Enter the Shuffle. It's sweet. Tiny. My first fear is "oh my gosh, I'm going to lose this." I haven't yet. Without much difficulty, I sign up to receive many wonderful Podcasts and start loading Billy Joel and the soundtrack from Chess onto my Shuffle. 

The trouble arises at playback. The instruction book that comes with the Shuffle is incredibly limited and I admit I'd rather talk to a human than read a manual. I fussed around with it a bit then hit the Apple store this weekend. I explained my desire to create playlists, as it promised, and was trying with all my might to understand the mental model behind the organization. The problem with one button/no interface devices, I find, is that the entire workings of the device need to be in a map in your head - or you need to print something out on paper. The paper option is annoying and the map in my head is not always reliable. 

After talking to two equally surly 20 somethings I did get confirmation that yes, you can indeed create playlists, like file folders and group your music accordingly (workout, meditation, etc.). Wonderful! That's what I hoped for and I went away happy, not exchanging it for a Nano with an actual screen. I found I've become quite attached to it, even in my frustration. It is both a lovely gesture of kindness as well as something so compact and portable that I take it with me everywhere. The emotion evoked by the design is not lost on this designer.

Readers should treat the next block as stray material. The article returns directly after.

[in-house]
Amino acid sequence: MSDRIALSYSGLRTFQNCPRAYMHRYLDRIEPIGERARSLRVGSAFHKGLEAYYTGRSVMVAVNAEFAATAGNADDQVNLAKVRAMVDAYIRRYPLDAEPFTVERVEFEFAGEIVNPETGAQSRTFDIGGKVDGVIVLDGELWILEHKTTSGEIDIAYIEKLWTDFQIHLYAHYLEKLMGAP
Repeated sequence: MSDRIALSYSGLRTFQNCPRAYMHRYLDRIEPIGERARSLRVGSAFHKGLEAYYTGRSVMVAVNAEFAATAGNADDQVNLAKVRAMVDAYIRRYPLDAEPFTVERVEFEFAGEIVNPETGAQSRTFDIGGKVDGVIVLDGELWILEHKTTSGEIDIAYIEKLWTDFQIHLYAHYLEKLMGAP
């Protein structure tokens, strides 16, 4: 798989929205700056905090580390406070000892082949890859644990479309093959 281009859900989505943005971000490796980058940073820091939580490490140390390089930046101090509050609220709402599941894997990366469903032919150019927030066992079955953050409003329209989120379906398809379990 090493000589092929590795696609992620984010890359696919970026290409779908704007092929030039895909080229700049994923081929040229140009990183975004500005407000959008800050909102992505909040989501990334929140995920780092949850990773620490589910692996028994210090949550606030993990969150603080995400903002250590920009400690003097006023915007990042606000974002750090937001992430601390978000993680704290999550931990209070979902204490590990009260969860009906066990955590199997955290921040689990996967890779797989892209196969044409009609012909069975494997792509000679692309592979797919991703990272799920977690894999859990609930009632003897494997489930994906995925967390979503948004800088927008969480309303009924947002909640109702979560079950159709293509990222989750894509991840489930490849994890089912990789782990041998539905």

And yet, the usability issues prevailed. I tried to switch between playlists with little success. Click, hold, release, click. One click forward, two clicks pause, three clicks does something, too, but I can't remember that much. I searched for a printed list, I watched the video and "followed along at home" as the nice young lady took me through the clicking process. Once or twice I was able to switch lists, but never reliably. 

Today, success, me thinks. A very nice young man at the downtown Portland Apple store was patient and worked with me. He got it to work, handed it to me and, again, I failed. He watched, we talked, "what is your hand position?" "click here, not there" (millimeters apart). Finally, 15 minutes later, we discovered that I was so frustrated, I was actually just clicking too hard. The one button is actually 3 buttons, apparently all in a line. If you click too hard, you confuse it. It thinks you are pressing +/- and playback and it just goes back to playing music. 

So, is the Shuffle successful with it's "one button"? It's a great idea in theory, there is a trade-off to having this wonderful, lightweight device full of music and no big buttons to push. The trade-off for me was two trips to the store to understand how to really use the device. The computer interface is leaps and bounds above Yahoo!, but I'm still not sold on the mono-button. Don't throw away those scroll wheels. They may come in handy when dementia sets in - which feels like it could be any day now.